Welcome to Part Six of Nietzsche’s Beyond Good and Evil. I’m reading from the Kaufmann edition, but you can find this text online, for example, Ian Johnston’s.
This section is titled “We Scholars.” Uh oh.
In this section Nietzsche attacks his fellow philosophers, as well as the scientists of his day. Nietzsche notes that science is valued more than philosophy:
Science is flourishing today and her good conscience is written all over her face, while the level to which all modern philosophy has gradually sunk, this rest of philosophy today, invites mistrust and displeasure, if not mockery and pity.
Nietzsche notes that “today” if a man is praised for being a “philosopher”, it’s not because he has truly engaged with life, but because he lives apart, “prudently” or “wisely”:
Wisdom — seems to the rabble a kind of escape, a means and trick for getting well out of a wicked game. But the genuine philosopher — it seems to us, my friends? — lives “unphilosophically”and “unwisely,” above all imprudently, and feels the burden and the duty of a hundred attempts and temptations of life — he risks himself constantly, he plays the wicked game–
Nietzsche offers a psychology of the “scientist” and “scholar” as weak, concerned overly with reputation, lazy, complacent, in general, lacking a will to power, a saying yes to life. At best, says Nietzsche, these men are tools belonging in the hand of one more powerful.” He criticizes them for their pursuit of truth, of objectivity, the desire to sort of sit still and serve as a reflecting mirror for Truth:
his habit of meeting every thing and experience halfway, the sunny and impartial hospitality with which he accepts everything that comes his way, his type of unscrupulous benevolence, of dangerous unconcern about Yes and No…
his mirror soul, eternally smoothing itself out, no longer knows how to affirm or negate; he does not command, neither does he destroy.
Nietzsche then moves into a discussion of the fashionable but poisonous type of skepticism that goes with this type of scholar. The skepticism of the philosopher of his day…
is the most spiritual expression of a certain complex physiological condition that in ordinary language is called nervous exhaustion and sickliness.
What he says immediately after this in section 208, I’ll skip, because it has to do with ridiculous 19th century theories about class and race mixing.
Although it is not super clear here, Nietzsche attacks the ascetic ideal in both the scientist and philosopher (i.e. skeptic) of his day. In Nietzsche’s view, asceticism is a response to a fact of human existence: suffering. Asceticism makes suffering meaningful (think of the Christian account of suffering). In Genealogy of Morality, Nietzsche suggests that science is a possible rival to the ascetic ideal, because it is Godless, and seems to eschew the virtue of denial. But there, and here, Nietzsche ultimately rejects science as a rival to asceticism, instead seeing it as a new expression of it.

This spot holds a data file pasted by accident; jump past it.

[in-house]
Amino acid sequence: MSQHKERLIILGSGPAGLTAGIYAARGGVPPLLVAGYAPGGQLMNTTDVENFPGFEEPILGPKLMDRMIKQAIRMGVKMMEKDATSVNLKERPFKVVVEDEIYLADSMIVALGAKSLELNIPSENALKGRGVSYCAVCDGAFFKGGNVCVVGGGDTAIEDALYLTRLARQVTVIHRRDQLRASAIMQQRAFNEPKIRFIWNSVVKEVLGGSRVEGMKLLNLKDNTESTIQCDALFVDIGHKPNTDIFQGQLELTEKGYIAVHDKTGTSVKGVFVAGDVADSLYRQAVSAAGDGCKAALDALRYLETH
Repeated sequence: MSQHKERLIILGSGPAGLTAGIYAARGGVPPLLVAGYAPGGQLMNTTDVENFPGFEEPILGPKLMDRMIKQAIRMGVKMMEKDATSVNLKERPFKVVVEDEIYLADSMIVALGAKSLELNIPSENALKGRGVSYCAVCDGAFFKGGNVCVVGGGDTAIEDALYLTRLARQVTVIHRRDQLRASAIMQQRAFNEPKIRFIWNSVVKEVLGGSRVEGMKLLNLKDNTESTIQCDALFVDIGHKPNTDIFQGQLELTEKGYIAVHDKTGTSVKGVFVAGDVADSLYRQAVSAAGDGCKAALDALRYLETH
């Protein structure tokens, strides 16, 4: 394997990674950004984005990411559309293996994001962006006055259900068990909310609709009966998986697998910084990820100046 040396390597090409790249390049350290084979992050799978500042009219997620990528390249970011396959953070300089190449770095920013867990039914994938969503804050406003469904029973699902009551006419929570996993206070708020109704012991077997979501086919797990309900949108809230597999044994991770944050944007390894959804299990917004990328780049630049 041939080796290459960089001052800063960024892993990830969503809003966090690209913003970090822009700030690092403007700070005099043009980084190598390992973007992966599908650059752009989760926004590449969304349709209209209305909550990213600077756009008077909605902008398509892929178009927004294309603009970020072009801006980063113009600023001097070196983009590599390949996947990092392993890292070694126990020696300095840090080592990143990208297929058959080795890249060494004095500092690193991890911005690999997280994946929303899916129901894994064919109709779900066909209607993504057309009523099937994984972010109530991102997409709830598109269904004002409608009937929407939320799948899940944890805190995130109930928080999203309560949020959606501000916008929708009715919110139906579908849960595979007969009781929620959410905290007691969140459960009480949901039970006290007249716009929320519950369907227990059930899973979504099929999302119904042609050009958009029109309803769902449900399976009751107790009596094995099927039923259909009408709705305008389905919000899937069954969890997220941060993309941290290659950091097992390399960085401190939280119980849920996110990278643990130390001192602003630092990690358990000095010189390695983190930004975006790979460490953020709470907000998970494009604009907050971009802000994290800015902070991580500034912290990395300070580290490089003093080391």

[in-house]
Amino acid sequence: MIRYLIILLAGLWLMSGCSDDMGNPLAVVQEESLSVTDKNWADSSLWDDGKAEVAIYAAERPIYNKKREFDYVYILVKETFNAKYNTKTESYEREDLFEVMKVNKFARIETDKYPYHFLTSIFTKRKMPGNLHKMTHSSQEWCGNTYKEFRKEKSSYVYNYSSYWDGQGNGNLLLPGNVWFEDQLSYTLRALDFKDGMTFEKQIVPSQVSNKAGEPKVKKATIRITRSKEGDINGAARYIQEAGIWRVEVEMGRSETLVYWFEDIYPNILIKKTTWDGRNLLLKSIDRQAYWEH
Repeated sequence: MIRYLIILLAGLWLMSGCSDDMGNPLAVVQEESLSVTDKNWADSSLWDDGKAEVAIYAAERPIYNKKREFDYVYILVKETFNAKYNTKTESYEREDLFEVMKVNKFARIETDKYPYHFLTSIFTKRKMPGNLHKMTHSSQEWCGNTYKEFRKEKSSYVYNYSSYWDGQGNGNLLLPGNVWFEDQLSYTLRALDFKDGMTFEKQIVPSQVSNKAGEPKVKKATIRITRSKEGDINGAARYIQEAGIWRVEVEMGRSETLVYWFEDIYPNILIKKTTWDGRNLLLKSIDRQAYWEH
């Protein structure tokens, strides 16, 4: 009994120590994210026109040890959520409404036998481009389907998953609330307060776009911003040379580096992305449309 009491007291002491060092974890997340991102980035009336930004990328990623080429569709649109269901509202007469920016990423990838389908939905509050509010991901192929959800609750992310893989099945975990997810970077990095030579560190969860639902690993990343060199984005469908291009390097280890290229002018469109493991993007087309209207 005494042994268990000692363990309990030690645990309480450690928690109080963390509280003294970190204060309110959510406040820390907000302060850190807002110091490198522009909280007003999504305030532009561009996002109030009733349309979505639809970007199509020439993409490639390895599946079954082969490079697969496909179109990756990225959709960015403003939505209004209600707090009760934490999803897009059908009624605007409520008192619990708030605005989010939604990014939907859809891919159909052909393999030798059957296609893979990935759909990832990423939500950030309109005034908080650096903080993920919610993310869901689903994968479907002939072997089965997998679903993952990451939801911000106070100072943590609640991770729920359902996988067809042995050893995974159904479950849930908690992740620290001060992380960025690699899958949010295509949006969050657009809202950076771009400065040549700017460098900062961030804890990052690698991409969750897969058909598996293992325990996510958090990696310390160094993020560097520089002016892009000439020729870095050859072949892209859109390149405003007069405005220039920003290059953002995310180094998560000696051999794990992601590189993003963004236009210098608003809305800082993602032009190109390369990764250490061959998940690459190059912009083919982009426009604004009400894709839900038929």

Just like philosophy, science thrives on the idea that it is purely objective, and that it is a “will to truth.” Nietzsche objects to both of these ideas: he thinks you can’t get rid of human psychology, human perspective, human history, and he thinks that the “will to truth” obliterates or obscures a lot of other things that make life worth affirming. Although Nietzsche likes science, and likes truth, he thinks the “will to truth” overvalues truth.
Genuine philosophers, Nietzsche says in this section of BGE, are not mere critics or instruments of science, they are:
commanders and legislators: they say, “thus it shall be!” They first determine the Whither and For What of man, and in so doing have at their disposal the preliminary labor of all philosophical laborers, all who have overcome the past. With a creative hand they reach for the future, and all that is and has been becomes a means for them, and instrument, a hammer. Their “knowing” is creating, their creating is a legislation, their will to truth is — will to power.
This section touches on Nietzsche’s concept of the “will to power”, and his theory of truth. I can’t get into them at the moment, so I’ll take the easy (“pop psychology Nietzsche”) way out and say that one way to read this section is as asking the reader what she is doing and why. What contribution does she take herself to be making, and for what? Is she an instrument or a user of instruments?
Finally, we can ask, following Nietzsche’s separation of philosophers into two categories in section 211, whether one must be one or the other. Was not Plato, for example, both a “servant” and “critic” of philosophical frameworks and questions he inherited from Socrates and also a a “creator of values”?
I’ll close with another great quote:
So far all of the extraordinary furtherers of man whom one calls philosophers, though they themselves have rarely felt like friends of wisdom but rather like disagreeable fools and dangerous question mark, have found their task, their hard, unwanted, inescapable task, but eventually also the greatness of their task, in being the bad conscience of their time.